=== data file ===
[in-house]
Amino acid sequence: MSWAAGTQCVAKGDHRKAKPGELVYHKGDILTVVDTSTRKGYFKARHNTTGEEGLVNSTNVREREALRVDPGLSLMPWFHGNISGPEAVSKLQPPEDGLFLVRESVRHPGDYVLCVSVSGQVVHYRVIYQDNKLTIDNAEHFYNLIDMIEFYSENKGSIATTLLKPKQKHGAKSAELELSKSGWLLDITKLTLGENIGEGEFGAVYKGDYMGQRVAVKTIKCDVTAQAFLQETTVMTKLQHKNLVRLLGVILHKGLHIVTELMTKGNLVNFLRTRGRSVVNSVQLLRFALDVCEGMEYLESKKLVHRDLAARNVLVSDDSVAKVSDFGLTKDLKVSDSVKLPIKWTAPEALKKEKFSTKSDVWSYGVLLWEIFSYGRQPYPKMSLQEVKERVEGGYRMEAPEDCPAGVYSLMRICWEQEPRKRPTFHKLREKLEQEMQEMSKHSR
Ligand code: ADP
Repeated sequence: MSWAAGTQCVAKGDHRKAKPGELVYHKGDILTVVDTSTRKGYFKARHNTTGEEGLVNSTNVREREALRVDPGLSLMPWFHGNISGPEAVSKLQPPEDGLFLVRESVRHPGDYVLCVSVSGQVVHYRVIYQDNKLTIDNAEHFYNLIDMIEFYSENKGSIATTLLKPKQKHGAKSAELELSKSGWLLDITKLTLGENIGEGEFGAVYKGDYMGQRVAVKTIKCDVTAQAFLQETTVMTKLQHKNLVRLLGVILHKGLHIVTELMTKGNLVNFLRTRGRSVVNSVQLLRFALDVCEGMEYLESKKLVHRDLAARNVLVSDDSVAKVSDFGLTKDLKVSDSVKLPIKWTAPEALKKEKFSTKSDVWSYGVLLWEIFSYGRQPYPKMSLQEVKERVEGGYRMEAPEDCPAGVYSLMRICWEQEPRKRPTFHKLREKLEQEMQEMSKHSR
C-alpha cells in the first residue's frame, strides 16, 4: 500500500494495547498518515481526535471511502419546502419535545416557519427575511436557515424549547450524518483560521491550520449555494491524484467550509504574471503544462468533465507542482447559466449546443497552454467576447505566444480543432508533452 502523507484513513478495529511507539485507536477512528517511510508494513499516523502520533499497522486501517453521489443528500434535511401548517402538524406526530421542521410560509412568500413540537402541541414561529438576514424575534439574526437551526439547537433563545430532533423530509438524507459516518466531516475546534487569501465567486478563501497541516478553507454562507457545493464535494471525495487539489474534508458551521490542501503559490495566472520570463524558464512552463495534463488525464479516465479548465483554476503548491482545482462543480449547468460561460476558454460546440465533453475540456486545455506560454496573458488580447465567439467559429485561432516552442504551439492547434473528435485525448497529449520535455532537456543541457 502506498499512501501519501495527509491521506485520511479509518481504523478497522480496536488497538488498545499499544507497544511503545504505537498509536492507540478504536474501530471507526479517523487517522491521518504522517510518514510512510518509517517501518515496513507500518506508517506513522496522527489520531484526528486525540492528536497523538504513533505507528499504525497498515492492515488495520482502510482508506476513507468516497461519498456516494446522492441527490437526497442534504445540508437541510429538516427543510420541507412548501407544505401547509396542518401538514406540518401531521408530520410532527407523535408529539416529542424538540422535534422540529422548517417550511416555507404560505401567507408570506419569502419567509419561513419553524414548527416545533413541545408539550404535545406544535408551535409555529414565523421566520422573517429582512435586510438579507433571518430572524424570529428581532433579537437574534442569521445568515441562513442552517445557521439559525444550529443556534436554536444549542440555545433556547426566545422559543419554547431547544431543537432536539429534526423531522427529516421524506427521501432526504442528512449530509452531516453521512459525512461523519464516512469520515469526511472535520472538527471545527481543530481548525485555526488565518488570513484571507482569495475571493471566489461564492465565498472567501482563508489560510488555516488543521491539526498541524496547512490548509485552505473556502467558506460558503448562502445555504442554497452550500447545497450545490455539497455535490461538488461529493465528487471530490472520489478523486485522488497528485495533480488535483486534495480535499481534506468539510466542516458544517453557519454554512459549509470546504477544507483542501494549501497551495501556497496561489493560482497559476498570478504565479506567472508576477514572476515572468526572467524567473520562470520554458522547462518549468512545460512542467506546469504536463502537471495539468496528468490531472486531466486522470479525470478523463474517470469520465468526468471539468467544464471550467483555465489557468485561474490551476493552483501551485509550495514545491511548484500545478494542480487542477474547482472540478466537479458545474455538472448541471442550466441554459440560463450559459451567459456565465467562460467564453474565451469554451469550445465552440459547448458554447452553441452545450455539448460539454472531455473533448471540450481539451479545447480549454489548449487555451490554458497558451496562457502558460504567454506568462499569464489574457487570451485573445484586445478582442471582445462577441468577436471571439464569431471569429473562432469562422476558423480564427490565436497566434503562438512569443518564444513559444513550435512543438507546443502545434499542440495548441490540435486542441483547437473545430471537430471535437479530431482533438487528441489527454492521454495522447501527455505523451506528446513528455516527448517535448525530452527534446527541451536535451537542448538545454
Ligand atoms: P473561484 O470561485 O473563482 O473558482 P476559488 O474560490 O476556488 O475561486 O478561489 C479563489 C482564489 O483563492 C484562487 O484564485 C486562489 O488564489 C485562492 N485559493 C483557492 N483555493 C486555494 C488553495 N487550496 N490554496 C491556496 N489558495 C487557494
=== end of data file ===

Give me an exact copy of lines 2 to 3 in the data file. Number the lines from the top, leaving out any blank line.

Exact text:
Amino acid sequence: MSWAAGTQCVAKGDHRKAKPGELVYHKGDILTVVDTSTRKGYFKARHNTTGEEGLVNSTNVREREALRVDPGLSLMPWFHGNISGPEAVSKLQPPEDGLFLVRESVRHPGDYVLCVSVSGQVVHYRVIYQDNKLTIDNAEHFYNLIDMIEFYSENKGSIATTLLKPKQKHGAKSAELELSKSGWLLDITKLTLGENIGEGEFGAVYKGDYMGQRVAVKTIKCDVTAQAFLQETTVMTKLQHKNLVRLLGVILHKGLHIVTELMTKGNLVNFLRTRGRSVVNSVQLLRFALDVCEGMEYLESKKLVHRDLAARNVLVSDDSVAKVSDFGLTKDLKVSDSVKLPIKWTAPEALKKEKFSTKSDVWSYGVLLWEIFSYGRQPYPKMSLQEVKERVEGGYRMEAPEDCPAGVYSLMRICWEQEPRKRPTFHKLREKLEQEMQEMSKHSR
Ligand code: ADP